And get this. If you are one of the millions that live in wretched squalor, the Mafia may help out by becoming your “sponsor”. They will give you money for food, clothing, and a hillside shack in the local slum, and only ask for one thing in return. YOUR VOTE for THEIR candidate of choice. It is a corrupt, self perpetuating system with no end in sight.
I would seek asylum in Uruguay. Montevideo was pretty sweet.
Buenos Aires was originally founded in 1536, but the Spaniards sent to colonize the mouth of the River Plate were forced away by the indigenous people. A second, more successful attempt was made in 1580. In 1816, Argentina emancipated itself from the Spanish crown.
We drove past the infamous “Pink Palace”, where Madonna, playing the role of Evita in the movie of the same name, gave her final speech, and sang “Don’t Cry for Me Argentina…” The “real” Eva Perone never spoke from that balcony and the song is all Hollywood. She was from a poor family, and became a vaudeville entertainer. She met Juan Peron at a show and became his mistress. Later on, he married her, which was blasphemy, considering her lower class origins. She became a heroine of the working class and a champion of women’s rights. She was despised by the aristocracy. She was only 33 when she died of uterine cancer in 1953. Before her death, her behavior became so unpredictable (in her husband’s opinion), that he signed her up for a lobotomy, under the guise that it would “ease her pain”. Nice guy.
Eva’s body went missing for many years, and rumors of necrophilia circulated throughout the capital. When her body was finally recovered and brought back to Buenos Aires in the 1980’s, she was buried in the Recoleta Cemetery. This is one of the swankiest addresses in town, and the ancestors of the city’s aristocracy are buried here. Begun in 1822, this amazing necropolis is a crypt city of tall and elaborate tombs and mausoleums covering 4 city blocks. Eva’s body is 21 feet underground, so it won’t be easy to swipe again. She now rests surrounded by the very families who once despised her lower class origins.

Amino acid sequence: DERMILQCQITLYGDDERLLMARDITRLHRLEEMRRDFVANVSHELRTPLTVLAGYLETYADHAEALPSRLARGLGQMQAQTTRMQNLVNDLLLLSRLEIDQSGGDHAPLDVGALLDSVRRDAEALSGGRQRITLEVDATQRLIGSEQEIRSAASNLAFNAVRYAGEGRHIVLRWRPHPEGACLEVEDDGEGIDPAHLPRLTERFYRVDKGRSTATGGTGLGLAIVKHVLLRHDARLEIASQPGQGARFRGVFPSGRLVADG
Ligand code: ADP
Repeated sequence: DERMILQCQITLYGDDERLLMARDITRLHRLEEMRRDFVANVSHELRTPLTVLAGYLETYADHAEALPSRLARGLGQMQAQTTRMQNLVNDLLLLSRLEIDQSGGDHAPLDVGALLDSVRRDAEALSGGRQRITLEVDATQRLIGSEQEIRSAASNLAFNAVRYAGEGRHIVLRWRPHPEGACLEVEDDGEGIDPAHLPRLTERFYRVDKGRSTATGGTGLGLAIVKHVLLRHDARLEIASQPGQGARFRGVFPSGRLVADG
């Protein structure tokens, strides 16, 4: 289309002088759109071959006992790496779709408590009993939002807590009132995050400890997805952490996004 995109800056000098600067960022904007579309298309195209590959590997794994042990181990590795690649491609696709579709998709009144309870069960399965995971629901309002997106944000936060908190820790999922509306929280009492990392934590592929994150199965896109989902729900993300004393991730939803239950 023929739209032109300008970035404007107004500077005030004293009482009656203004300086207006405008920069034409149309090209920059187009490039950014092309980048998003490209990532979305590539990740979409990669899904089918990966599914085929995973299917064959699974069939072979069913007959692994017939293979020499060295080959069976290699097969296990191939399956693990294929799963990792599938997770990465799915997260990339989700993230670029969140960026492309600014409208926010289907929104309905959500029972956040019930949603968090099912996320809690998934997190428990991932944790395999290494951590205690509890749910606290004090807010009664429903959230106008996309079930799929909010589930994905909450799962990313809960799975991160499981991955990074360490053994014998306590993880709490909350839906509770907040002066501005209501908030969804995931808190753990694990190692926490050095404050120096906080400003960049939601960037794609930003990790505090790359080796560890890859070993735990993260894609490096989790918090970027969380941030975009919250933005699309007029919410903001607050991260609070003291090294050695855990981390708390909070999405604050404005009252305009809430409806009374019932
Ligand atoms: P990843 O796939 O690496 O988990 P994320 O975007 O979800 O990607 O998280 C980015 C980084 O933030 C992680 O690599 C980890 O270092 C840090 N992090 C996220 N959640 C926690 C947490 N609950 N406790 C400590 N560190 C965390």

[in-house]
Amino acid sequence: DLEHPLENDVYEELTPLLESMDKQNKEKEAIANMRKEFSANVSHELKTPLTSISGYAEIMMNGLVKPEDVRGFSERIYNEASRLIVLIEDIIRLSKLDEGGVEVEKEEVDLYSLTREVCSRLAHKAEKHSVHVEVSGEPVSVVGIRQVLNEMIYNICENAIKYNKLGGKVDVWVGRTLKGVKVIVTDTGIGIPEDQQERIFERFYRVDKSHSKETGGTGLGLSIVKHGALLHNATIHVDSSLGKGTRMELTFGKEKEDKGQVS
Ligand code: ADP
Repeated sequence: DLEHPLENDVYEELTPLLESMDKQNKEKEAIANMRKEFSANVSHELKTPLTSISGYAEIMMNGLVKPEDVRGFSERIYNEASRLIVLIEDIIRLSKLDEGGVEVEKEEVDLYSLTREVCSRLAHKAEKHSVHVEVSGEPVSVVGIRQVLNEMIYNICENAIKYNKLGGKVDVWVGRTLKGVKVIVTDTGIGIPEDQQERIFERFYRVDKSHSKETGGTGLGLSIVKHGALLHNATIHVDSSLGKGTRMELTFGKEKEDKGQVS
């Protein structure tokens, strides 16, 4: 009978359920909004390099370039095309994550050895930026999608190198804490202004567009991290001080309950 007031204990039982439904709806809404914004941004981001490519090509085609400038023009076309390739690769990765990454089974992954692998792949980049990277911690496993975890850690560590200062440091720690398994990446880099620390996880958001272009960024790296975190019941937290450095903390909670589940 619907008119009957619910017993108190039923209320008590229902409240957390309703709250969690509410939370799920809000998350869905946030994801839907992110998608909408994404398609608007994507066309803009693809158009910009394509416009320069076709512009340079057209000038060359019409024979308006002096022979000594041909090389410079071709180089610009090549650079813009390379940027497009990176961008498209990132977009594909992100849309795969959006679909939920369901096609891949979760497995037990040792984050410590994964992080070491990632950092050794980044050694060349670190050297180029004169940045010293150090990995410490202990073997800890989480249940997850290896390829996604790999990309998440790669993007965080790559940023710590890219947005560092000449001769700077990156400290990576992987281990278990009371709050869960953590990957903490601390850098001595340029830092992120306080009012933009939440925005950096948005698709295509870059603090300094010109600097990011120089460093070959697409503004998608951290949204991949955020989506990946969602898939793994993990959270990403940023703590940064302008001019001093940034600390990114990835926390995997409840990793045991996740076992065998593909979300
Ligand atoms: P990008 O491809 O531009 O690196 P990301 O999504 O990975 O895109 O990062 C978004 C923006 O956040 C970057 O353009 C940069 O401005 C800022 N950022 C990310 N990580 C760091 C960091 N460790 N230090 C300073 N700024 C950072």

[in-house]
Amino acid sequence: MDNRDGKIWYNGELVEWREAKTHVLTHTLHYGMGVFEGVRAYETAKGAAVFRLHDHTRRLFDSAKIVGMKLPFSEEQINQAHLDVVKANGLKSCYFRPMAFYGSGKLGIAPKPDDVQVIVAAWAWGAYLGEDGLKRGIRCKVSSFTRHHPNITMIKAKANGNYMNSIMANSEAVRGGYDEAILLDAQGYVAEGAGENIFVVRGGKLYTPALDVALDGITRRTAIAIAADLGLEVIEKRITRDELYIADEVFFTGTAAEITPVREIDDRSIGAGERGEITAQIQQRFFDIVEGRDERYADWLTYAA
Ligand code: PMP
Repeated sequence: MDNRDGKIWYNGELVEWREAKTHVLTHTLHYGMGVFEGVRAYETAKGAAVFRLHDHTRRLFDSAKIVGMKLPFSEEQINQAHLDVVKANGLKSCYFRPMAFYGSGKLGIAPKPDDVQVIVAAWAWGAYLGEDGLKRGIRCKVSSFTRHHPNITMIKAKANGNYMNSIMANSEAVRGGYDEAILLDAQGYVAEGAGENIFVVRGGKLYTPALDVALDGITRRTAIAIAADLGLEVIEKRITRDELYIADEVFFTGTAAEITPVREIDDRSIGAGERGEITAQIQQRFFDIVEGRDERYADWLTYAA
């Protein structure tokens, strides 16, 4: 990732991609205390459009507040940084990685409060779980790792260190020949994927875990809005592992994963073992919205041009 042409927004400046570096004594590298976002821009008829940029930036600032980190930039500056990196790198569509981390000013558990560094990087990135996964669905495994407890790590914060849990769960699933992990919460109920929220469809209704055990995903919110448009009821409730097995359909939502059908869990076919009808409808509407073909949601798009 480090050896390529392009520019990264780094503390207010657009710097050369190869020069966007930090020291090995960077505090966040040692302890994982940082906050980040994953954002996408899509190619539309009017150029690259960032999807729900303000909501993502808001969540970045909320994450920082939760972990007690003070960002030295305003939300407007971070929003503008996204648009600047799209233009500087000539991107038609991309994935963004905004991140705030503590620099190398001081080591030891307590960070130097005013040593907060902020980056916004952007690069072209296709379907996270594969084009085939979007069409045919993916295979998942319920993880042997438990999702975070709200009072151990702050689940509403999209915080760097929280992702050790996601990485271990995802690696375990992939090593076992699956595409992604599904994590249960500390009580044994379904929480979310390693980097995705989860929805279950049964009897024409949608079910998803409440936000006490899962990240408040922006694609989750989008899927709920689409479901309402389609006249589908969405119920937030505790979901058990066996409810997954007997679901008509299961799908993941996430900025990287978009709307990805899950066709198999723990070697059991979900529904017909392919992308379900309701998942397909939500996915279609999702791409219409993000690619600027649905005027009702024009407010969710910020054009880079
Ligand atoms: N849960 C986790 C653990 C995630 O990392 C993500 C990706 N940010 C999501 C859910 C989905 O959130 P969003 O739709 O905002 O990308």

Next, we headed to the La Boca barrio near the river, which came to life in the mid-1800’s, when Spanish and Italian dockworkers immigrated here. These poor men constructed their homes of corrugated iron, which remain today. They grabbed discarded paint cans from the docks and covered their dwellings with a mishmash of dazzling colors. When they ran out of one hue, they moved onto the next, resulted in a unique patchwork design. This painting tradition is kept alive today.
This part of town is well known for The Tango. In the beginning, the dance was usually performed by two males as they waited in line at the local bordello. Men needed to know how to dance to “attract the ladies”.
The dance is rooted in the musical traditions of the slaves, gauchos (Argentinian cowboys) and the immigrants. The music is described as being full of loneliness, despair, jealousy, homesickness, sexuality, sleazy latin machismo, passion and lust. When the Tango was outlawed in the city, dancers came to the “underground” clubs in La Boca. Rich or poor. It didn’t matter. The need to “strut their stuff” was unquenchable. The nightclubs get pretty steamy in Buenos Aires, but we didn’t get a chance to check them out.
Besides, I don’t think Queen Victoria would have approved.
Next stop, Punta Arenas, Chile. The southernmost city in the world.